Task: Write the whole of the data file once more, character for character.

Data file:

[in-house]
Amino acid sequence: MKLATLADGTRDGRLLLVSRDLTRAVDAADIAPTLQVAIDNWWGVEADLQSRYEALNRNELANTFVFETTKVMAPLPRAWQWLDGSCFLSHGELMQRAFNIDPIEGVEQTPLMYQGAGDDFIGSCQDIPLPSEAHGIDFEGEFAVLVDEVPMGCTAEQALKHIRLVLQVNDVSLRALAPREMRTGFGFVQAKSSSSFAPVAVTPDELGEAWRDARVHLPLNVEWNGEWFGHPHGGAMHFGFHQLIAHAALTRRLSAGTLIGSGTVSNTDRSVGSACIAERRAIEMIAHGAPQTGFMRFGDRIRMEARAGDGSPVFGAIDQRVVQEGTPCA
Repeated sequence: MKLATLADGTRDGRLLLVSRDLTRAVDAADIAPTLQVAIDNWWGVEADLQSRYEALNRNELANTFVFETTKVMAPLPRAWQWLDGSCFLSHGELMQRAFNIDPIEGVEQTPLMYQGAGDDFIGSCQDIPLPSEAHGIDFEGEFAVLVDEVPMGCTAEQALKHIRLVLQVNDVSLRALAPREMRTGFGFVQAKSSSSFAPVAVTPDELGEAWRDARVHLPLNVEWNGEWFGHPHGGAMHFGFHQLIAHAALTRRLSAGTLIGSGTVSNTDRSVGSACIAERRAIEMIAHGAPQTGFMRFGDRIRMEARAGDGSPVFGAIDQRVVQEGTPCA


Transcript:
[in-house]
Amino acid sequence: MKLATLADGTRDGRLLLVSRDLTRAVDAADIAPTLQVAIDNWWGVEADLQSRYEALNRNELANTFVFETTKVMAPLPRAWQWLDGSCFLSHGELMQRAFNIDPIEGVEQTPLMYQGAGDDFIGSCQDIPLPSEAHGIDFEGEFAVLVDEVPMGCTAEQALKHIRLVLQVNDVSLRALAPREMRTGFGFVQAKSSSSFAPVAVTPDELGEAWRDARVHLPLNVEWNGEWFGHPHGGAMHFGFHQLIAHAALTRRLSAGTLIGSGTVSNTDRSVGSACIAERRAIEMIAHGAPQTGFMRFGDRIRMEARAGDGSPVFGAIDQRVVQEGTPCA
Repeated sequence: MKLATLADGTRDGRLLLVSRDLTRAVDAADIAPTLQVAIDNWWGVEADLQSRYEALNRNELANTFVFETTKVMAPLPRAWQWLDGSCFLSHGELMQRAFNIDPIEGVEQTPLMYQGAGDDFIGSCQDIPLPSEAHGIDFEGEFAVLVDEVPMGCTAEQALKHIRLVLQVNDVSLRALAPREMRTGFGFVQAKSSSSFAPVAVTPDELGEAWRDARVHLPLNVEWNGEWFGHPHGGAMHFGFHQLIAHAALTRRLSAGTLIGSGTVSNTDRSVGSACIAERRAIEMIAHGAPQTGFMRFGDRIRMEARAGDGSPVFGAIDQRVVQEGTPCA